Wikileaks has published a list of the websites on the Australian government's blacklist. Those which would be blocked by national-level filtering as well as made illegal for any Australian website to link to.
According to Slashdot, it is possible to rip a version of the list from Race River's Integard - the filtering software that does it. The Wikileaks list appears to be a few months out of date, and doesn't exactly match the leaked list (which isn't that surprising - sites are being blocked and unblocked on a regular basis), but there's enough crossover to demonstrate that the government's claim that the list is inaccurate is obfuscation. This is a genuine copy of the list, just not a current one.
The Sydney Morning Herald reports:
While the blacklist published on Wikileaks includes a large number of child pornography sites and other illegal material, most of the websites listed have no obvious connection to child pornography.This is exactly what is bound to happen when a machine makes up these lists: so called 'collateral damage'.
It includes various online gambling sites, as well as Christian and other religious sites. A Queensland dentist and a tour operator also appear on the list.
The list also contains satanic websites and gay and straight porn sites, as well as euthanasia sites.
Although no one has yet advocated such national-level filtering in the UK it may well be only a matter of time as we seem to have a history of adopting Australian policy examples. This is if Labor in Australia can get the law through - a key right-wing independent Senator has become opposed since learning that fetus images on anti-abortion websites would be blocked.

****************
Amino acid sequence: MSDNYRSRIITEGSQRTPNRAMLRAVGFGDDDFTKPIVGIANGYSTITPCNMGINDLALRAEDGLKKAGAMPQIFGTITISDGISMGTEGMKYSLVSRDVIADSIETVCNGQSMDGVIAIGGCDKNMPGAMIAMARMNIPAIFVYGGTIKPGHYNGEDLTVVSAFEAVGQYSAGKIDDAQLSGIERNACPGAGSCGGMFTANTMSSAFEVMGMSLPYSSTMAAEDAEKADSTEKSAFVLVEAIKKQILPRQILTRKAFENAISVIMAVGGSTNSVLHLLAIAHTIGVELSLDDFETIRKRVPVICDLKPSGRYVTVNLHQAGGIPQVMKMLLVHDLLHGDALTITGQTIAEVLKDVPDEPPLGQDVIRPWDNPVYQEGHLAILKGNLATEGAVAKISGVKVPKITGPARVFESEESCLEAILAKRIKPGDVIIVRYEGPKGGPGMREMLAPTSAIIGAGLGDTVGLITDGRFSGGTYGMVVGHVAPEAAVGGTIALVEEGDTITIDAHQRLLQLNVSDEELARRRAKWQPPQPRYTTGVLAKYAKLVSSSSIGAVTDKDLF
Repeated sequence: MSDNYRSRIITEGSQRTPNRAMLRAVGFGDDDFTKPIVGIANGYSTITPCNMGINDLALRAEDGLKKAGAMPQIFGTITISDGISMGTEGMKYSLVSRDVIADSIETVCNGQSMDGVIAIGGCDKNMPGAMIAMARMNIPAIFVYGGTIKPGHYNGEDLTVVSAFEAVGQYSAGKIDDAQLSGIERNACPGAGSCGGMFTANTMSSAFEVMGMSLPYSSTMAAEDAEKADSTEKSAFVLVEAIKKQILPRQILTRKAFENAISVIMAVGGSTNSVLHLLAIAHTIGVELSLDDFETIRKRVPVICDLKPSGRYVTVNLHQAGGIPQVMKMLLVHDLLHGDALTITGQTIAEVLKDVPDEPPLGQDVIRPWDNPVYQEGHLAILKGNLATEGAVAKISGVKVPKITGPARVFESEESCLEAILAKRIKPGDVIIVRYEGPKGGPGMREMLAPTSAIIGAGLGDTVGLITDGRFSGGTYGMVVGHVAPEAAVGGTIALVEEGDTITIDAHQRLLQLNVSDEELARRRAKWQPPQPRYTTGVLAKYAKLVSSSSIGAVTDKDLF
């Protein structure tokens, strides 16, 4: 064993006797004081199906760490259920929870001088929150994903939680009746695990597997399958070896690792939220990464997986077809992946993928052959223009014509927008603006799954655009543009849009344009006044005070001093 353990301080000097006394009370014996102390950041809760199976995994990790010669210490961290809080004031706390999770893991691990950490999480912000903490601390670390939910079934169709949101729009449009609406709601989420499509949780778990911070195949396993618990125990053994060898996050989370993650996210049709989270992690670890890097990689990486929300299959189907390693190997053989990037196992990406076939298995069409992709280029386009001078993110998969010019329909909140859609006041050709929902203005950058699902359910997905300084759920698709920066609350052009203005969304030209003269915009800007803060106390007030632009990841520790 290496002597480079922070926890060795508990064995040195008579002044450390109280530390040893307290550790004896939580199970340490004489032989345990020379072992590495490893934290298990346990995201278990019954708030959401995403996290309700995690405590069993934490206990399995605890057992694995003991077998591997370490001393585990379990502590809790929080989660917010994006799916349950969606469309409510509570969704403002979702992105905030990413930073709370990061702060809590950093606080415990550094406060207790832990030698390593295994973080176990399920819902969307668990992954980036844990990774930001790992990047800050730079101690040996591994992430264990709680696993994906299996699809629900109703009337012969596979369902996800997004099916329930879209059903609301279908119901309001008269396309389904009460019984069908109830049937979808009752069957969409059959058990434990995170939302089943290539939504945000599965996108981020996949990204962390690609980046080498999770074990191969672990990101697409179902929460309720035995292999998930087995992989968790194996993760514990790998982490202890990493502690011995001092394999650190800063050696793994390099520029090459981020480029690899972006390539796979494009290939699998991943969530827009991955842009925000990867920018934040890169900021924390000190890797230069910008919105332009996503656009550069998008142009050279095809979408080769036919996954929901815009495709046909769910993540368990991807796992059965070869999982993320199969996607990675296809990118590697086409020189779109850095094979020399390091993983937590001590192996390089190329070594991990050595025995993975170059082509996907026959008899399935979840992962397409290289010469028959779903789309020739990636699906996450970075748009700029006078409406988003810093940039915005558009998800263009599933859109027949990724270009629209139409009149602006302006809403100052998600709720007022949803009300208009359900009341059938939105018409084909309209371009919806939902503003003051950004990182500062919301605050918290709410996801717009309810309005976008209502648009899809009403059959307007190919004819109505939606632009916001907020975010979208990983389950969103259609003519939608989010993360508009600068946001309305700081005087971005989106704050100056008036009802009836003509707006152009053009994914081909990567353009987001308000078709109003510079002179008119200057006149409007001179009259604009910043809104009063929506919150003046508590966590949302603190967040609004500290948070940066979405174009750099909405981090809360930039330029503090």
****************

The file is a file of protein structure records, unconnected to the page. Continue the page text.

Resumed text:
Wikileaks said censorship systems, whatever their original intent, were invariably corrupted into anti-democratic behaviour.
It cited the Thailand censorship list, saying that like Labor's proposed filter scheme, it was originally proposed as a mechanism to prevent child pornography.
But Wikileaks said that in January, the Thai system was used to censor reporting about the case of Australian author Harry Nicolaides who was recently released from a Thai prison after pleading guilty to criticising the Thai royal family.
Wikileaks said research showed that such blacklists were dangerous to "above ground" activities such as political discourse and had little effect on the production of child pornography.
Unfortunately we do already have an effectively national-level blocking system - the Internet Watch Foundation - which is not subject to democratic intervention and empowered through moral panic. So maybe we're further down the Australian line than many, including liberty campaigners, seem to realise.